Patients with UUI cannot predict incontinence episodes, and thus have less control over their bladder symptoms, whereas those with SUI can adapt their lifestyle by, e.g. avoiding heavy lifting or exercising and thus prevent situations that lead to involuntary loss of urine. Since the pathophysiology and symptomatic presentation of SUI and OAB differ, this may affect HRQOL differently. In the present study, however, when comparing the BFLUTS scores between the SUI and OAB groups, the scores for ‘BFLUTS-FS’ were higher in the OAB group, while the scores for ‘BFLUTS-IS’ were higher in the SUI group. The scores for ‘BFLUTS-VS’ and ‘BFLUTS-QoL’ were not significantly different between the two groups. Most studies have indicated a greater impact on HRQOL for the urge component than for the stress component. It is difficult to interpret, but some possible explanations for our results exist. Although in general, OAB has a greater impact than SUI on HRQOL, some studies suggest that the impact of urinary incontinence is not solely a function of its severity, but also depends on individual coping abilities.19 In addition, the impact of urinary incontinence may vary owing to other factors such as age and cultural belief.20 Therefore, because HRQOL can be influenced by the patient's sociocultural background, additional studies in various populations are warranted. Furthermore, subjective HRQOL results of urinary incontinence using the specific-condition HRQOL questionnaire can be different because there are a plethora of measurement instruments that vary in scope and content, depending on their intended purpose and target population.

Although biased towards assessing urinary incontinence, the BFLUTS instrument was intended to cover all symptoms pertaining to female lower urinary tract dysfunction. Thus, unlike most other questionnaires, the BFLUTS includes not only the range of symptoms of urinary incontinence but also a number of other troublesome lower urinary tract symptoms that are not commonly included in other questionnaires. In our cohort, patient age and the rate of menopause were similar between the two groups, however one of the most interesting findings is that women with SUI have more frequently experienced pain and leakage during intercourse than those with OAB. Recently, Kizilkaya Beji et al.8 demonstrated that urinary leakage during coitus affected women's sexual life adversely. Although Moran et al.21 suggested that the underlying mechanism of coital incontinence was urethral sphincter incompetence, the major mechanisms that cause coital incontinence are not known. Additional research is needed to clarify the underlying mechanisms involved.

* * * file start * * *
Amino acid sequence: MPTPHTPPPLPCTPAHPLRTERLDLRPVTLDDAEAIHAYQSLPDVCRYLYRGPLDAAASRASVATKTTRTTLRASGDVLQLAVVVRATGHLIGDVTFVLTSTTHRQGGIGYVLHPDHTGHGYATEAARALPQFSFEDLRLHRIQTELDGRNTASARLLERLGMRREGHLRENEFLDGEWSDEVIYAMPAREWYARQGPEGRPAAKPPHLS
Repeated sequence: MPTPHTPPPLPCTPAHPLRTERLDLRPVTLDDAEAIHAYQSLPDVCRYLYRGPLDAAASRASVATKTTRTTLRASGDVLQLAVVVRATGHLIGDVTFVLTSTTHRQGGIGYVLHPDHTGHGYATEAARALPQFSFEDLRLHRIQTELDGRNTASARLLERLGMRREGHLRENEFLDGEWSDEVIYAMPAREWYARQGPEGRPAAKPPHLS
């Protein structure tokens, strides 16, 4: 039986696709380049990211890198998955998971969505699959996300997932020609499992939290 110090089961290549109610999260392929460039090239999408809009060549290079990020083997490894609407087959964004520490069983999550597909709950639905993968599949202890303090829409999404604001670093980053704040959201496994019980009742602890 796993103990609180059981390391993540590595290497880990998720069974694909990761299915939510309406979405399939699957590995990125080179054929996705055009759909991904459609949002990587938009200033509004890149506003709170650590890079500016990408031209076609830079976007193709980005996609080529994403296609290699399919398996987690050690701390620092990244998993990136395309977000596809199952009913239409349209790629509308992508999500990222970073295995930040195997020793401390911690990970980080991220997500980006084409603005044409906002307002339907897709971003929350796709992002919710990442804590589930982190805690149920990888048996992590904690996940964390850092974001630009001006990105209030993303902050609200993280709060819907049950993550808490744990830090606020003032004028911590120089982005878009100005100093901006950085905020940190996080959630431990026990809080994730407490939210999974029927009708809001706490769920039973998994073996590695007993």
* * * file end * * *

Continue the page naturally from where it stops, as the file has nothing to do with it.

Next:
Some limitations should be pointed out with regard to the study design. First, this study was not a prevalence study because we recruited study subjects from the clinic, making it difficult to generalize the study results. Second, our study included only Korean women, so our results may not be applicable to other races and cultures. Although the potential influences of sociocultural settings on the concept of HRQOL have only recently been appreciated, the interpretation of findings in HRQOL studies must be guided by an awareness of the cultural composition of the study population, which may vary between countries.22 We believe that it would be useful to perform this type of study in distinct patient populations, because cultural differences might alter the results. Finally, one of the difficulties investigating sexual function was the variation in measures and definitions between studies. Further research is needed using standard definitions and measures of sexual function in order to target screening and treatment interventions more effectively.

Conclusion

Both SUI and OAB have a detrimental impact on patient HRQOL in Korean women. In addition, our findings suggest that women with SUI had more frequently experienced pain during intercourse and coital incontinence than those with OAB.